Now, ahead of that ceremony at which those relatives will be a central part, we caught up with one family that was involved in the attacks, Paula, one American man. Now, he comes from Los Angeles. He came on holiday with his wife and his 10-year-old daughter and he's been here ever since. Have a look.


BELL: Slowly at first, the white truck made its way down to Promenade des Anglais. Then, with the crowds who've gathered for Bastille Day firmly in his sites, Mohamed Bouhlel sped up.

GREG KRENTZMAN, NICE ATTACK SURVIVOR: It all happened so quickly. The truck was going 70 miles an hour. My wife was about 10 feet in front of me and she screamed out loud, Greg, look out, there's a truck. Then I looked straight ahead and I saw the truck in front of me the big white truck. I had a choice to either jump to my right or jump to my left because the truck was swerving. So I have to make a decision which way to jump. I decided to jump to my left and thank God I did because if I didn't, I would have been dead.

BELL: Eighty six people did die in the attack and those who survived suffered horrific injuries, road crash injuries, but on a massive scale. Greg's leg was fractured in eight different places. But amidst the chaos, all he could do was wait for help.

G. KRENTZMAN: An ambulance didn't come for me because they were too busy with people who were dead or more injured than me. So, a Good Samaritan, a French gentleman came by in his arm, he picked me up and whisked me to the hospital Pasteur.

BELL: That night, 300 people were treated here. It was the first time the doctors of Pasteur had seen anything like it. Sadly, the man who saved Greg's leg doesn't think it will be the last.

DR. PASCAL BOILEAU, HOSPITAL PASTEUR: We know that it can happen again, and unfortunately. But this is what we have to face actually. We have to realize that we are in war.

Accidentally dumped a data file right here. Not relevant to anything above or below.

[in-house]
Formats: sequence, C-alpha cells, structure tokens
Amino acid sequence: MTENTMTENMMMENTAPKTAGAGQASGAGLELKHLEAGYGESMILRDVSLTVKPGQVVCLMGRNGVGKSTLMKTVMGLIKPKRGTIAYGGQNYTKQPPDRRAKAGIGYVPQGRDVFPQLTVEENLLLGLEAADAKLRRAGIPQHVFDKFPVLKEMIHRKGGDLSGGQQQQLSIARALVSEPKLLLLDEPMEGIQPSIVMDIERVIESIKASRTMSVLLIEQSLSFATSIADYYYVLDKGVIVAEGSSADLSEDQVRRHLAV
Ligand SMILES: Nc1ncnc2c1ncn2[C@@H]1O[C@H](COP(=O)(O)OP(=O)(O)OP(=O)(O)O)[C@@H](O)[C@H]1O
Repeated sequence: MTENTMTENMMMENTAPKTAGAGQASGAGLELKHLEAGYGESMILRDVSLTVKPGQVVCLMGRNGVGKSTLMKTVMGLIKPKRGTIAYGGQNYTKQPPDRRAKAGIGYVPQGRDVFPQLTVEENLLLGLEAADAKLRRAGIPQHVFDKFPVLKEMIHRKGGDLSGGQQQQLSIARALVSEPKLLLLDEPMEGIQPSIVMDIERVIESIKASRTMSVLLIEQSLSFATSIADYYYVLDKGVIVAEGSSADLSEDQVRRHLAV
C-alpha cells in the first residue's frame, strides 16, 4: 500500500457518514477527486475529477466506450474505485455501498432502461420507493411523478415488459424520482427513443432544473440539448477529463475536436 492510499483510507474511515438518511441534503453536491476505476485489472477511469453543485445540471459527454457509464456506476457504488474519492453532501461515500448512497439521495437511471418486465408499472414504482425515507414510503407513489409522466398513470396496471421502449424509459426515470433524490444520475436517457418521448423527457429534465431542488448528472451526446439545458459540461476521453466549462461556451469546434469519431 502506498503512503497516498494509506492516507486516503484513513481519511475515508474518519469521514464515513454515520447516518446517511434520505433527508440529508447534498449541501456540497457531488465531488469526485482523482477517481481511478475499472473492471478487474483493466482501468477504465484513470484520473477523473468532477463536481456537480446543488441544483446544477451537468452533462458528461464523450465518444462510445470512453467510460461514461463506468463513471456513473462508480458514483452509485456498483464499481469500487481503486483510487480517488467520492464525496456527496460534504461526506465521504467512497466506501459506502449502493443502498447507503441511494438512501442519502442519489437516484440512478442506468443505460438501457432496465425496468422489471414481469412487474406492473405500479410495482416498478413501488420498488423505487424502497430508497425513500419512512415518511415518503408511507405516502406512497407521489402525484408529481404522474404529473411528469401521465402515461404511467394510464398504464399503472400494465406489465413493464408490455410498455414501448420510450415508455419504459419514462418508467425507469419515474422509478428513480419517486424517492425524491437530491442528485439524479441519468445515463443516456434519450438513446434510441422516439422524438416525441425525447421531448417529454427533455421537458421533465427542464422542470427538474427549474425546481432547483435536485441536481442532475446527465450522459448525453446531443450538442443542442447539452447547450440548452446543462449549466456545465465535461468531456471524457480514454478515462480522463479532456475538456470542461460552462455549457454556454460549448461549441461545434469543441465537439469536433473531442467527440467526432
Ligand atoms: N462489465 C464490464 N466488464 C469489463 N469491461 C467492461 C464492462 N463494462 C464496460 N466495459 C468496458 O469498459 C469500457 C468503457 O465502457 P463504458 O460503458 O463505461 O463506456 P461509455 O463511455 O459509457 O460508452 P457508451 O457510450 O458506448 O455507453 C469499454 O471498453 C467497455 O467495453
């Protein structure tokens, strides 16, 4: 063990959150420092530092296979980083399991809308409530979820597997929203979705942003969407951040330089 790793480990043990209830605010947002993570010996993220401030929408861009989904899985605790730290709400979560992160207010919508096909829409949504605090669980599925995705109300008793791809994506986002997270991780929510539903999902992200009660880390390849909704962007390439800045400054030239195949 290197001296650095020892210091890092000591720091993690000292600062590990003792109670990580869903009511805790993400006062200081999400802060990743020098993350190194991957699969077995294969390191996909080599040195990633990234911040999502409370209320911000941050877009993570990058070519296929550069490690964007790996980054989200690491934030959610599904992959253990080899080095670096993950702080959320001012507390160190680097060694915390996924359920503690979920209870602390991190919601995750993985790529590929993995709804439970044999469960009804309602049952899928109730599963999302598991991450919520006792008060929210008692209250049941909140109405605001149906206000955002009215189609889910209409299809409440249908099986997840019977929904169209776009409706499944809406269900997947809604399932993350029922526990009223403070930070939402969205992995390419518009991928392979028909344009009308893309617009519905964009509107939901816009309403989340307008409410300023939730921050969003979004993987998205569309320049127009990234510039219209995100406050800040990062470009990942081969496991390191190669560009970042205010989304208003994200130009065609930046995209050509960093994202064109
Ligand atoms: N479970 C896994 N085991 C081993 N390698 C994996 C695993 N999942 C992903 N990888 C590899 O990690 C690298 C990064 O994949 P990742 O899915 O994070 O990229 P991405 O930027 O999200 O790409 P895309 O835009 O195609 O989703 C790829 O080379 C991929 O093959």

BELL: Mohamed Bouhlel's attack was the third major terror attack in France over an 18-month period. But for the first time, the victims were mostly families.

G. KRENTZMAN: I have hatred of course for that person. You know, I have a lot of anger when I think about it. Why me of course comes up. I mean, how could it be me and my family?

BELL: Greg's 10-year-old daughter was also injured in the attack, but she was one of the lucky ones. That night, ten children lost their lives. LOLA KRENTZMAN, GREG'S DAUGHTER: I was shouting to everybody like, "Help, help!" There was ambulances everywhere and people trying to help and taxis and it was just like a crazy night.

BELL: Do you know -- do you wonder about why, what happened happened?

L. KRENTZMAN: Well, I know that for some reason, it happened. And I know that it -- like it was like -- it was there for some reason, it happened and only God knows what it's for.


[04:35:00] BELL: That question put so eloquently by that little girl would really be at the heart of the ceremony today. So much emotions, just three months after the attack, Paula. It is a very tightly controlled ceremony. Only those who have been invited will be allowed to attend. Because, of course, as you mentioned in your question, authorities do worry about large gatherings. This is what France has become used to, sadly. That the fact of the matter is that even as the country grieves the last attack, it has on its mind the fear about a possible next one.

NEWTON: Yeah. You always have to keep that in mind as places like Nice, let's say, that they'll be forever train of changed and portion by this incident. Melissa Bell there. Thank you. Appreciate it.

Reports conflict now over whether the Nigerian government released some Boko Haram commanders as part of the process that freed 21 Chibok girls.